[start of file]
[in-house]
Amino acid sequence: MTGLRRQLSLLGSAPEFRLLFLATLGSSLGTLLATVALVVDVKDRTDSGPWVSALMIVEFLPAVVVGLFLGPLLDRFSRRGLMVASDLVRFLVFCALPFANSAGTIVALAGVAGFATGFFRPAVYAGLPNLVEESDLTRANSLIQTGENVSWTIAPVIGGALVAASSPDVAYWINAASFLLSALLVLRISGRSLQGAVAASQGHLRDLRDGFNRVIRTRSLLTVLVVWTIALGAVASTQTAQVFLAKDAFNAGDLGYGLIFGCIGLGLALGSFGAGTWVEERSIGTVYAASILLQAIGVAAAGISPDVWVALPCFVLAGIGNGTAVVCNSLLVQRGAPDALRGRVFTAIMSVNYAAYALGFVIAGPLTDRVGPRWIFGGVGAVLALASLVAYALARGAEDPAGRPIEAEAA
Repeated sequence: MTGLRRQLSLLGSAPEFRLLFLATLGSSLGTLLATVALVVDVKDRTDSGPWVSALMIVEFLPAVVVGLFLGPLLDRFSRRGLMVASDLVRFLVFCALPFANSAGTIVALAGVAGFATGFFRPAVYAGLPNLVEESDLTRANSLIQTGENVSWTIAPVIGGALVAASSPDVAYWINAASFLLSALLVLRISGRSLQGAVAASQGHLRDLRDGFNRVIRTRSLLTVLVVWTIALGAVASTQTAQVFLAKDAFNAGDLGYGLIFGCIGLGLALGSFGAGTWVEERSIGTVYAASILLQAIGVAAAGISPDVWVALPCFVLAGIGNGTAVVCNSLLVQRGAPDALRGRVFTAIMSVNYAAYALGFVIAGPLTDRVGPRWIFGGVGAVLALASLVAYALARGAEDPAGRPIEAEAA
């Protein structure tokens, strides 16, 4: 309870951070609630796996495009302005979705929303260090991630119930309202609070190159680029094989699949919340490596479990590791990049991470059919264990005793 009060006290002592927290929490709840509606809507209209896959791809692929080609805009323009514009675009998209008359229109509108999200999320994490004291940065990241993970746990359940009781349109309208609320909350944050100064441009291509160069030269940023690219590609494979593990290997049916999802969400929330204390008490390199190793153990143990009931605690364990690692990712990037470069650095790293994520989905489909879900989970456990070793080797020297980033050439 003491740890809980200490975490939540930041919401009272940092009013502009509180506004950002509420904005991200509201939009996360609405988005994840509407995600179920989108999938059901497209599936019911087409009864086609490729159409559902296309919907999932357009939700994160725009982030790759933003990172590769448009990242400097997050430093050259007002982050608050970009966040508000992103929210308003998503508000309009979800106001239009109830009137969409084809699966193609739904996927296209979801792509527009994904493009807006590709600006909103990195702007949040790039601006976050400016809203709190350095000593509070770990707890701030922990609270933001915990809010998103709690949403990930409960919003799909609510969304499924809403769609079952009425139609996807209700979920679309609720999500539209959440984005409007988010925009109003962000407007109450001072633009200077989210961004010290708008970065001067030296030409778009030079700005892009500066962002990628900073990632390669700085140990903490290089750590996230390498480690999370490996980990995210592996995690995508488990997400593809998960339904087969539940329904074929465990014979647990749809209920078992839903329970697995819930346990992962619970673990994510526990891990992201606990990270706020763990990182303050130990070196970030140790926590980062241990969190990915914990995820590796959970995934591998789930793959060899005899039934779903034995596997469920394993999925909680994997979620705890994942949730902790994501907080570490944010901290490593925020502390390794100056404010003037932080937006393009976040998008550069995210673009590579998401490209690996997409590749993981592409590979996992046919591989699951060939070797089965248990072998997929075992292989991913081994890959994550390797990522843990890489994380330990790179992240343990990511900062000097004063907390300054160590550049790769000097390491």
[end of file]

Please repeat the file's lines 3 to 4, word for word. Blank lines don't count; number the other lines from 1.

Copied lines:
Repeated sequence: MTGLRRQLSLLGSAPEFRLLFLATLGSSLGTLLATVALVVDVKDRTDSGPWVSALMIVEFLPAVVVGLFLGPLLDRFSRRGLMVASDLVRFLVFCALPFANSAGTIVALAGVAGFATGFFRPAVYAGLPNLVEESDLTRANSLIQTGENVSWTIAPVIGGALVAASSPDVAYWINAASFLLSALLVLRISGRSLQGAVAASQGHLRDLRDGFNRVIRTRSLLTVLVVWTIALGAVASTQTAQVFLAKDAFNAGDLGYGLIFGCIGLGLALGSFGAGTWVEERSIGTVYAASILLQAIGVAAAGISPDVWVALPCFVLAGIGNGTAVVCNSLLVQRGAPDALRGRVFTAIMSVNYAAYALGFVIAGPLTDRVGPRWIFGGVGAVLALASLVAYALARGAEDPAGRPIEAEAA
């Protein structure tokens, strides 16, 4: 309870951070609630796996495009302005979705929303260090991630119930309202609070190159680029094989699949919340490596479990590791990049991470059919264990005793 009060006290002592927290929490709840509606809507209209896959791809692929080609805009323009514009675009998209008359229109509108999200999320994490004291940065990241993970746990359940009781349109309208609320909350944050100064441009291509160069030269940023690219590609494979593990290997049916999802969400929330204390008490390199190793153990143990009931605690364990690692990712990037470069650095790293994520989905489909879900989970456990070793080797020297980033050439 003491740890809980200490975490939540930041919401009272940092009013502009509180506004950002509420904005991200509201939009996360609405988005994840509407995600179920989108999938059901497209599936019911087409009864086609490729159409559902296309919907999932357009939700994160725009982030790759933003990172590769448009990242400097997050430093050259007002982050608050970009966040508000992103929210308003998503508000309009979800106001239009109830009137969409084809699966193609739904996927296209979801792509527009994904493009807006590709600006909103990195702007949040790039601006976050400016809203709190350095000593509070770990707890701030922990609270933001915990809010998103709690949403990930409960919003799909609510969304499924809403769609079952009425139609996807209700979920679309609720999500539209959440984005409007988010925009109003962000407007109450001072633009200077989210961004010290708008970065001067030296030409778009030079700005892009500066962002990628900073990632390669700085140990903490290089750590996230390498480690999370490996980990995210592996995690995508488990997400593809998960339904087969539940329904074929465990014979647990749809209920078992839903329970697995819930346990992962619970673990994510526990891990992201606990990270706020763990990182303050130990070196970030140790926590980062241990969190990915914990995820590796959970995934591998789930793959060899005899039934779903034995596997469920394993999925909680994997979620705890994942949730902790994501907080570490944010901290490593925020502390390794100056404010003037932080937006393009976040998008550069995210673009590579998401490209690996997409590749993981592409590979996992046919591989699951060939070797089965248990072998997929075992292989991913081994890959994550390797990522843990890489994380330990790179992240343990990511900062000097004063907390300054160590550049790769000097390491």